N.J. To Consider Enhancing Protections For Medicaid Residents In Assisted Living
The Associated Press/Philadelphia Inquirer reports that "lawmakers this week will consider measures to enhance protections for assisted living residents in New Jersey to ensure they aren't discharged simply because they pay with Medicaid." The legislation comes in response to an investigation that found a Wisconsin-based assisted living firm called Assisted Living Concepts, which has eight facilities in New Jersey and more than 200 nationwide, "wrongly showed New Jersey residents the door once they exhausted their savings and were about to go on Medicaid, despite promises to allow them to stay."
Four Democratic Assembly members sponsored a package of bills to increase protections for seniors in such facilities that will be heard on Thursday. The measures "would urge the state health and senior services commissioner to make Medicaid-eligible residents more financially and administratively attractive to assisted living facilities; make information about assisted living facility services and options more accessible to consumers; and request the health commissioner and consumer affairs division director recommend how to use the state's consumer fraud law to more effectively protect assisted living residents." The AP/Philadelphia Inquirer also noted that "last week, Gov. Jon S. Corzine signed a bill requiring nursing homes and assisted living residences to provide an informational sheet concerning Medicaid eligibility to certain residents" (DeFalco, 5/31).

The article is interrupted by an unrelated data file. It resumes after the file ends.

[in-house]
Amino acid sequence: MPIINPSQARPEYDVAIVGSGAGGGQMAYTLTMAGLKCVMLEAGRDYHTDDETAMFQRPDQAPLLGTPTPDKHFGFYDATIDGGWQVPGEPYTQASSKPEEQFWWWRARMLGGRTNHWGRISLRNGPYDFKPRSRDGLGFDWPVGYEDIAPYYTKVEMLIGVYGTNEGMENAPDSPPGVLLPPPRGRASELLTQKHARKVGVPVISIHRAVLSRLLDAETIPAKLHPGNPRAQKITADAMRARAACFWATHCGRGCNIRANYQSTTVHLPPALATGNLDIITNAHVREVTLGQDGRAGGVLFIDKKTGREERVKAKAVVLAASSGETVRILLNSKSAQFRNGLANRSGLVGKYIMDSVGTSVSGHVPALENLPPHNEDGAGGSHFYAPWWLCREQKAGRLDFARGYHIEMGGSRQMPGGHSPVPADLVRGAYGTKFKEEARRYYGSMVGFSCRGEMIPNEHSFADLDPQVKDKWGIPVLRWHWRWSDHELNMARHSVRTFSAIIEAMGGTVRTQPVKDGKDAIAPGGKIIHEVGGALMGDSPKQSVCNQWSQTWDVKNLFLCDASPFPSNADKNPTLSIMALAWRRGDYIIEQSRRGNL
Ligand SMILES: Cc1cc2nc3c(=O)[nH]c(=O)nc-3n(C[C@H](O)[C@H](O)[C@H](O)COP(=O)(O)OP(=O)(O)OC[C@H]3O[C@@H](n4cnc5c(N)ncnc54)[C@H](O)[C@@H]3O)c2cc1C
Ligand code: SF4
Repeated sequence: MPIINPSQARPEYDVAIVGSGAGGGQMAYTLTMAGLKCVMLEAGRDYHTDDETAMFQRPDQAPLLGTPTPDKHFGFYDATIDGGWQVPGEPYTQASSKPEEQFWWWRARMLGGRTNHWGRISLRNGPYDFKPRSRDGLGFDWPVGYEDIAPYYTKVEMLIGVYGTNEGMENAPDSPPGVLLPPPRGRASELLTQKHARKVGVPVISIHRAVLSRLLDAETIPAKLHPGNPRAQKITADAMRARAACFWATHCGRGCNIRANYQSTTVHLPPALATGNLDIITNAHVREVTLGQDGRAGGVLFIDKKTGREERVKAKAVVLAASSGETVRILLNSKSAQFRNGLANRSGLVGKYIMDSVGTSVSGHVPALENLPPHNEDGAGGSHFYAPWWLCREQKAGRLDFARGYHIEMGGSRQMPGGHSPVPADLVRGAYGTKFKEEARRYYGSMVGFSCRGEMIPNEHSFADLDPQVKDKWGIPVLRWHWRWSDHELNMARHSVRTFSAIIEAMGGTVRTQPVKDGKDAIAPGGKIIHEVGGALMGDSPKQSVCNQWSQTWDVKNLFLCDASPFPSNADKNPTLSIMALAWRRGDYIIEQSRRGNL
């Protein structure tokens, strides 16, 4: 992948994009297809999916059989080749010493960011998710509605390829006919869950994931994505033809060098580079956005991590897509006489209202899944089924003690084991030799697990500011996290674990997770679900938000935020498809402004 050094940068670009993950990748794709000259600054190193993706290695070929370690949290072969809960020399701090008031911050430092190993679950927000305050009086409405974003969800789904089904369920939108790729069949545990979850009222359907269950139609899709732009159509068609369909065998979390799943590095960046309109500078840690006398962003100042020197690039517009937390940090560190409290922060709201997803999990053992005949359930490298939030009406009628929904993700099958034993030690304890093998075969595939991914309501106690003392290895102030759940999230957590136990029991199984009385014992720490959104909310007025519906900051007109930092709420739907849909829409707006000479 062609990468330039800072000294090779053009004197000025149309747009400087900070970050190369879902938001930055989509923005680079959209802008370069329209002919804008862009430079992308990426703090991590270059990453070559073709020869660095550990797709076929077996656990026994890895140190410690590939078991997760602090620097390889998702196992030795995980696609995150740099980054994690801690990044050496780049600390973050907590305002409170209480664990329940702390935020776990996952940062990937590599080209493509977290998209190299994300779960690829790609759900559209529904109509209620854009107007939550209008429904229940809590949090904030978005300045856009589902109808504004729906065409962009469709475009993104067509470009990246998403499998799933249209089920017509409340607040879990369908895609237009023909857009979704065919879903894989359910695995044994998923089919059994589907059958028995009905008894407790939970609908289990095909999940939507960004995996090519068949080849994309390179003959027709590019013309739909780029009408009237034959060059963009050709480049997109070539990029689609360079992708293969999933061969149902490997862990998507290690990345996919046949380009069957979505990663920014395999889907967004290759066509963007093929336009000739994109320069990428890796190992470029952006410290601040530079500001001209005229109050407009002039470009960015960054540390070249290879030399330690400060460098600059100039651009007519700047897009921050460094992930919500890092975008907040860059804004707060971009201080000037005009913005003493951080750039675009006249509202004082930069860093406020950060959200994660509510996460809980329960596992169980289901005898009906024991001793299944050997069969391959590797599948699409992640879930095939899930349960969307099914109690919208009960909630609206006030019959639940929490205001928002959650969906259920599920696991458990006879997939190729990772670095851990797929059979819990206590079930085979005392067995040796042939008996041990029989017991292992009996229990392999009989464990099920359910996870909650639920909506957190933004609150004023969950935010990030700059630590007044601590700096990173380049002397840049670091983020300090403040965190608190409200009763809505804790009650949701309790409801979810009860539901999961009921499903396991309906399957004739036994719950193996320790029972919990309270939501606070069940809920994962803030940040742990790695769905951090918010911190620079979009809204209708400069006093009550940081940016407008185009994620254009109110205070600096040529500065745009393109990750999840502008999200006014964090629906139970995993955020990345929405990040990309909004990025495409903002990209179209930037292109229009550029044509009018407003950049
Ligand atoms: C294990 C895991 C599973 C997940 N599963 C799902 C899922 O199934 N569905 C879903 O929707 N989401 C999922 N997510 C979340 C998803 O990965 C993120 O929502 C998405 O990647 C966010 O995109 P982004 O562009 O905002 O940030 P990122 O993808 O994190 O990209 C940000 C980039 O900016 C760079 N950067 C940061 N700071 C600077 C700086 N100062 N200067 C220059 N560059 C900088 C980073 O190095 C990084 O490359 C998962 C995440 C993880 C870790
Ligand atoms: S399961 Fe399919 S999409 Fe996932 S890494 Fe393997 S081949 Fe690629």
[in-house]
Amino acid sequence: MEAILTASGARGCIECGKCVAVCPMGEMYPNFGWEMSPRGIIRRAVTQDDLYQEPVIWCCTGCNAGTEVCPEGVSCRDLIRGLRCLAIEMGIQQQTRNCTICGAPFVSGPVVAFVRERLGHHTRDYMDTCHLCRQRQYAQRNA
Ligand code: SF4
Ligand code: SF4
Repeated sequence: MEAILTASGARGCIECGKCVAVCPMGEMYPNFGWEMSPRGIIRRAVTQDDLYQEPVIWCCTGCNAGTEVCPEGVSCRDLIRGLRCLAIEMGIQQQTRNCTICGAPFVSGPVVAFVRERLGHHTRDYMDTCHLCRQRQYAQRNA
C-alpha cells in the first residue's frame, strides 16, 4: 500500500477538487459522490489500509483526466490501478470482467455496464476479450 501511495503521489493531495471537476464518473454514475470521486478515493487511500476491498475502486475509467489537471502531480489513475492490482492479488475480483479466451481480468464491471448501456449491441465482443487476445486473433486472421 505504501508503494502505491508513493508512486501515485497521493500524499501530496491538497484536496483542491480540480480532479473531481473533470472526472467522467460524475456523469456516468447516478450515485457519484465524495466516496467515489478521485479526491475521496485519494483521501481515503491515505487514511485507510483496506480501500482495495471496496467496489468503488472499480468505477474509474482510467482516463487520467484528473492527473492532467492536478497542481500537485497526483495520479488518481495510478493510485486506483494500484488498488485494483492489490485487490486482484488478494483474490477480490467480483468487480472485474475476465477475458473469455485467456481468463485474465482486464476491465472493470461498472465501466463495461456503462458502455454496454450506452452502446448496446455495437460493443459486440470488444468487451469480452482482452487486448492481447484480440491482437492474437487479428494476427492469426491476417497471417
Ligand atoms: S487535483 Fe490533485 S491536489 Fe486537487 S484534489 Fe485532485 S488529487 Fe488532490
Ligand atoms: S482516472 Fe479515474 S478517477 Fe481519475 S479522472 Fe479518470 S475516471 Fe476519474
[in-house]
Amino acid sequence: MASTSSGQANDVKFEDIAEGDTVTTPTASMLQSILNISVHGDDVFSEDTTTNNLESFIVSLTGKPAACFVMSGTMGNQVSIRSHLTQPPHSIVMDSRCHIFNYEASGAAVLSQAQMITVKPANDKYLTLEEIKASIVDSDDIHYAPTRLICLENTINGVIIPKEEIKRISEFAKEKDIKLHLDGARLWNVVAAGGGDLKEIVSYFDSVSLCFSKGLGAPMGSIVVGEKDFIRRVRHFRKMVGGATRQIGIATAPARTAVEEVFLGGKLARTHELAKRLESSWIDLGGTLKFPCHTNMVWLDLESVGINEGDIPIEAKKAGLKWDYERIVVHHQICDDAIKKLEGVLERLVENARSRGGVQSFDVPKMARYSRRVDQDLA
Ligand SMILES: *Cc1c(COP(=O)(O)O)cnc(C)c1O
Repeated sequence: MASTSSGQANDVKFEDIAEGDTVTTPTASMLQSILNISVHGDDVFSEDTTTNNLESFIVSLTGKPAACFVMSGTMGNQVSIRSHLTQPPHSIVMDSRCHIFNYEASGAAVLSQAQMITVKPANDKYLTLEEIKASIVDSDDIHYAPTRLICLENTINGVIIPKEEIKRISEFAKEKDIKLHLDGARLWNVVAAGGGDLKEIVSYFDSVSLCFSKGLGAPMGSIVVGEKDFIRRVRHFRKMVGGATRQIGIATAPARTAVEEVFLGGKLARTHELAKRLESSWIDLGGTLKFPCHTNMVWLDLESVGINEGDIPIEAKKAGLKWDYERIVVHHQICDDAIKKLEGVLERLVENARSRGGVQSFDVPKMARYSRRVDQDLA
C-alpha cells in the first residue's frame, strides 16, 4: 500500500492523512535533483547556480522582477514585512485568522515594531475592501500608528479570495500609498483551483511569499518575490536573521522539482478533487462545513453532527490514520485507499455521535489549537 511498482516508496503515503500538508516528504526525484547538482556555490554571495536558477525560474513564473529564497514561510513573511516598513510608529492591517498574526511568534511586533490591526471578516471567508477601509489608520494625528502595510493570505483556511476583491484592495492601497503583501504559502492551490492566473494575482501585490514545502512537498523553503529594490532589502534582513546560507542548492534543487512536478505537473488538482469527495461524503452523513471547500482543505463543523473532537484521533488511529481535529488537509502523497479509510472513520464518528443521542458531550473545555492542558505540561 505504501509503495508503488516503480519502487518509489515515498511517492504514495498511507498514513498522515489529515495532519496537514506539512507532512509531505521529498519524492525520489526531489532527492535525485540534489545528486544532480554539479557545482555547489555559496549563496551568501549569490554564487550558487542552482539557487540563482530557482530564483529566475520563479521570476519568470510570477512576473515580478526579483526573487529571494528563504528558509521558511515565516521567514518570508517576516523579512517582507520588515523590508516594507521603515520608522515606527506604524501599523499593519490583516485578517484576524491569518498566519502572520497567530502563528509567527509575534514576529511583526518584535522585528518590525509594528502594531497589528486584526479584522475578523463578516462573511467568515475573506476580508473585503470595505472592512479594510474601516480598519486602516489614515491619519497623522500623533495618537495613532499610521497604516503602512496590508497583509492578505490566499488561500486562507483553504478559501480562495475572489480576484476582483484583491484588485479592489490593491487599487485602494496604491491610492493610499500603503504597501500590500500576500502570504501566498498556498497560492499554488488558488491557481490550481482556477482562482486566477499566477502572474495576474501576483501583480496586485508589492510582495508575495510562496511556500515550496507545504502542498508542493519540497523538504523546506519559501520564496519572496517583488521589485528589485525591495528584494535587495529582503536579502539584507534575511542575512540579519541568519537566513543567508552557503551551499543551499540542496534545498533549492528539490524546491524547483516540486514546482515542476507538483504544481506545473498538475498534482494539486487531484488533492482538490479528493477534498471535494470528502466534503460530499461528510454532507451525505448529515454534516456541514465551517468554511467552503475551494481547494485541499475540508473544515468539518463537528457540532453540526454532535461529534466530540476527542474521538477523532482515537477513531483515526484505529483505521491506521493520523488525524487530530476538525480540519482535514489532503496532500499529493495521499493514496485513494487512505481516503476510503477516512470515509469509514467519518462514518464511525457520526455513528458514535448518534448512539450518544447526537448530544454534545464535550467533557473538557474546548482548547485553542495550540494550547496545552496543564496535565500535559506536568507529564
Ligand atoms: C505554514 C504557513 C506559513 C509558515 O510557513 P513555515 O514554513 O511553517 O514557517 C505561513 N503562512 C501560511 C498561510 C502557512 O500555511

The Milwaukee Journal Sentinel reported last week that "When Assisted Living Concepts told a resident last year that she would be discharged Jan. 28, the (New Jersey) Department of Health and Senior Services fined the company $1,000 a day, beginning Nov. 10, for violating the terms of a commitment made in 1996. The company subsequently let the resident remain at the center." The Journal Sentinel also said "Laurie Bebo, chief executive of Assisted Living Concepts, did not return calls seeking comment. But in a teleconference with investors this month, she said, 'Obviously, we were pretty disappointed with the public advocate's report, but not surprised that it was completely unbalanced'" (Boulton, 5/28).